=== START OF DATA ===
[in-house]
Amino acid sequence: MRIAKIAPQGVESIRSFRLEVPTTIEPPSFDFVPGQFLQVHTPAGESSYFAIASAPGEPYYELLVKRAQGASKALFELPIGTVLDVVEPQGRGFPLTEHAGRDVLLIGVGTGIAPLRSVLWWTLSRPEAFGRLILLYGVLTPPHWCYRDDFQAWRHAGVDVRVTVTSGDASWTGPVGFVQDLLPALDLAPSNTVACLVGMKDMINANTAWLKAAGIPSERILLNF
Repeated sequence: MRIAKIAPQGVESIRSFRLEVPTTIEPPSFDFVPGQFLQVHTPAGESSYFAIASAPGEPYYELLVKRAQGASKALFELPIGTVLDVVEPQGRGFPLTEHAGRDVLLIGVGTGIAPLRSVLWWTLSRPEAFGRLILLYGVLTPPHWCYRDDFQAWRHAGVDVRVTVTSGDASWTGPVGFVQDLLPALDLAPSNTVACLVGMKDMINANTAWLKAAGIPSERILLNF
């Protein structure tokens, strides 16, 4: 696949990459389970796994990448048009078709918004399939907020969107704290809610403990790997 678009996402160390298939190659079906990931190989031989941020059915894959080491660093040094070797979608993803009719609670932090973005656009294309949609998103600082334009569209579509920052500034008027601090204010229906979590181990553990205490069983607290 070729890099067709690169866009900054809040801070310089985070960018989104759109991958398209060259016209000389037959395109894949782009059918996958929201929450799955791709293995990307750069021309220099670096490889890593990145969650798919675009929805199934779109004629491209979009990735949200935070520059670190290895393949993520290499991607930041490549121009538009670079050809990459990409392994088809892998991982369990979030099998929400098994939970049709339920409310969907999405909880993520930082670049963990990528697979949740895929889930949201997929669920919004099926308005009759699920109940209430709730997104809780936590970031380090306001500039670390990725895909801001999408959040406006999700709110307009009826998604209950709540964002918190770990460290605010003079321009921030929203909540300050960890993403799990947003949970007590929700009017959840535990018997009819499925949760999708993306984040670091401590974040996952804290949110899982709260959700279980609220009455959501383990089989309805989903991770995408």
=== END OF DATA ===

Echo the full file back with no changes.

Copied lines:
[in-house]
Amino acid sequence: MRIAKIAPQGVESIRSFRLEVPTTIEPPSFDFVPGQFLQVHTPAGESSYFAIASAPGEPYYELLVKRAQGASKALFELPIGTVLDVVEPQGRGFPLTEHAGRDVLLIGVGTGIAPLRSVLWWTLSRPEAFGRLILLYGVLTPPHWCYRDDFQAWRHAGVDVRVTVTSGDASWTGPVGFVQDLLPALDLAPSNTVACLVGMKDMINANTAWLKAAGIPSERILLNF
Repeated sequence: MRIAKIAPQGVESIRSFRLEVPTTIEPPSFDFVPGQFLQVHTPAGESSYFAIASAPGEPYYELLVKRAQGASKALFELPIGTVLDVVEPQGRGFPLTEHAGRDVLLIGVGTGIAPLRSVLWWTLSRPEAFGRLILLYGVLTPPHWCYRDDFQAWRHAGVDVRVTVTSGDASWTGPVGFVQDLLPALDLAPSNTVACLVGMKDMINANTAWLKAAGIPSERILLNF
């Protein structure tokens, strides 16, 4: 696949990459389970796994990448048009078709918004399939907020969107704290809610403990790997 678009996402160390298939190659079906990931190989031989941020059915894959080491660093040094070797979608993803009719609670932090973005656009294309949609998103600082334009569209579509920052500034008027601090204010229906979590181990553990205490069983607290 070729890099067709690169866009900054809040801070310089985070960018989104759109991958398209060259016209000389037959395109894949782009059918996958929201929450799955791709293995990307750069021309220099670096490889890593990145969650798919675009929805199934779109004629491209979009990735949200935070520059670190290895393949993520290499991607930041490549121009538009670079050809990459990409392994088809892998991982369990979030099998929400098994939970049709339920409310969907999405909880993520930082670049963990990528697979949740895929889930949201997929669920919004099926308005009759699920109940209430709730997104809780936590970031380090306001500039670390990725895909801001999408959040406006999700709110307009009826998604209950709540964002918190770990460290605010003079321009921030929203909540300050960890993403799990947003949970007590929700009017959840535990018997009819499925949760999708993306984040670091401590974040996952804290949110899982709260959700279980609220009455959501383990089989309805989903991770995408």